Precipitation Processing System (PPS) servers will be down for extended maintenance from Tuesday, September 22nd through Thursday September 24th. During this time the PPS websites, the PMM Publisher API, and the GPM research data server (arthurhou) will be unavailable. The GPM near real-time server (jsimpson) and satellite data collection will not be affected. Click here to learn more.
Diagram illustrating the differences between active and passive remote sensing.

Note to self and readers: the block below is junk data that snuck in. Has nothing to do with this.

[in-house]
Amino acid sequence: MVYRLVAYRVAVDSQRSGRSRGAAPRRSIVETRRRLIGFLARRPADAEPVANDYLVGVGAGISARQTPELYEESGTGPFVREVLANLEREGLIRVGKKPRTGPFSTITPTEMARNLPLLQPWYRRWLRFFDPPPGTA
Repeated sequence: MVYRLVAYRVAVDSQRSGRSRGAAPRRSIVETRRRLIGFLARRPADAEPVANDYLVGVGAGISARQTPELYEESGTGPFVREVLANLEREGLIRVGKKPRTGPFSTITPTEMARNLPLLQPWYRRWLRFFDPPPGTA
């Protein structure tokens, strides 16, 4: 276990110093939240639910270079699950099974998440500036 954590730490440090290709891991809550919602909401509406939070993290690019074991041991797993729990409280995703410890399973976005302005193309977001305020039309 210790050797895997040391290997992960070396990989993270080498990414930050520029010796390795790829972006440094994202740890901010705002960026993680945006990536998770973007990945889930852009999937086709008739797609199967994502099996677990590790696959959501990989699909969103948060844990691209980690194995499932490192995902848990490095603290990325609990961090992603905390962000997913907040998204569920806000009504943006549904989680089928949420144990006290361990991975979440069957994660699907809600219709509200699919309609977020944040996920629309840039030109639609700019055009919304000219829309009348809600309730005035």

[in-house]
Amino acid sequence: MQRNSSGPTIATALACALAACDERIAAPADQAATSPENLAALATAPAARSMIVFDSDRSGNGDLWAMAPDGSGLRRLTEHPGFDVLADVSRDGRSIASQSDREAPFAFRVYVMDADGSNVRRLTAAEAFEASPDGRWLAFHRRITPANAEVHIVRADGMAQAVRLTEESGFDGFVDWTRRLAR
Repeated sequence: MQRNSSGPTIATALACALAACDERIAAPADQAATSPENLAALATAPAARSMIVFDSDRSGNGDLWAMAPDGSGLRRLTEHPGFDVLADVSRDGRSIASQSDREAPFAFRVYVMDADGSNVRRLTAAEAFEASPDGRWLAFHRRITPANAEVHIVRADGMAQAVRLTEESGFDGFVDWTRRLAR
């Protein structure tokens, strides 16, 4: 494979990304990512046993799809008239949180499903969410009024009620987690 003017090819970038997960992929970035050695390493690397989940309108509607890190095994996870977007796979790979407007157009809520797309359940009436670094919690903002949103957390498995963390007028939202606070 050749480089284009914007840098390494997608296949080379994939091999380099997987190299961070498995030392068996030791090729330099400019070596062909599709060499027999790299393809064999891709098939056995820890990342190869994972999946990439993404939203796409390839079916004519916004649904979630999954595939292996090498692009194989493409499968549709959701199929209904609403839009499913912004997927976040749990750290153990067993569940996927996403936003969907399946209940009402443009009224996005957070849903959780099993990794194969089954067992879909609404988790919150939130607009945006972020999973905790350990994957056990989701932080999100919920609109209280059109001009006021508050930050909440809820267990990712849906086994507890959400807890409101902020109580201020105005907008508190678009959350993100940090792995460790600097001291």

This diagram illustrates the differences between active and passive remote sensing.

TRMM and GPM rely on active and passive instruments to measure the properties of precipitation from space.

Active radars, such as the TRMM Precipitation Radar, transmit and receive signals reflected back to the radar. The signal returned to the radar receiver (called radar reflectivity) provides a measure of the size and number of rain/snow drops at multiple vertical layers in the cloud (Left figure).

Passive precipitation radiometers, such as the TRMM Microwave Imager, measure natural thermal radiation (called brightness temperatures) from the complete observational scene including snow, rain, clouds, and the Earth's surface (Right figure).

Credits
NASA